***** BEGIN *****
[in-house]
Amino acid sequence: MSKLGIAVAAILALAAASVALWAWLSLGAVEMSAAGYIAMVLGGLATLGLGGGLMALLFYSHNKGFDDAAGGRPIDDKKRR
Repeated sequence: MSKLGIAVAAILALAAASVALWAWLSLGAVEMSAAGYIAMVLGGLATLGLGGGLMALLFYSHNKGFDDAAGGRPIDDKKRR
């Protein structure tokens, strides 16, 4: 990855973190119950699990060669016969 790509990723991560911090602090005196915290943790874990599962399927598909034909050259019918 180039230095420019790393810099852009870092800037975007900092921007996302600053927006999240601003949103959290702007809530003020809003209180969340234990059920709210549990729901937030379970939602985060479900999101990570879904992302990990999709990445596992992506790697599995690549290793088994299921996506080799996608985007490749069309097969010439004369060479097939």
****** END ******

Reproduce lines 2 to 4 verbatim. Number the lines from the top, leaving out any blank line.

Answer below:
Amino acid sequence: MSKLGIAVAAILALAAASVALWAWLSLGAVEMSAAGYIAMVLGGLATLGLGGGLMALLFYSHNKGFDDAAGGRPIDDKKRR
Repeated sequence: MSKLGIAVAAILALAAASVALWAWLSLGAVEMSAAGYIAMVLGGLATLGLGGGLMALLFYSHNKGFDDAAGGRPIDDKKRR
């Protein structure tokens, strides 16, 4: 990855973190119950699990060669016969 790509990723991560911090602090005196915290943790874990599962399927598909034909050259019918 180039230095420019790393810099852009870092800037975007900092921007996302600053927006999240601003949103959290702007809530003020809003209180969340234990059920709210549990729901937030379970939602985060479900999101990570879904992302990990999709990445596992992506790697599995690549290793088994299921996506080799996608985007490749069309097969010439004369060479097939």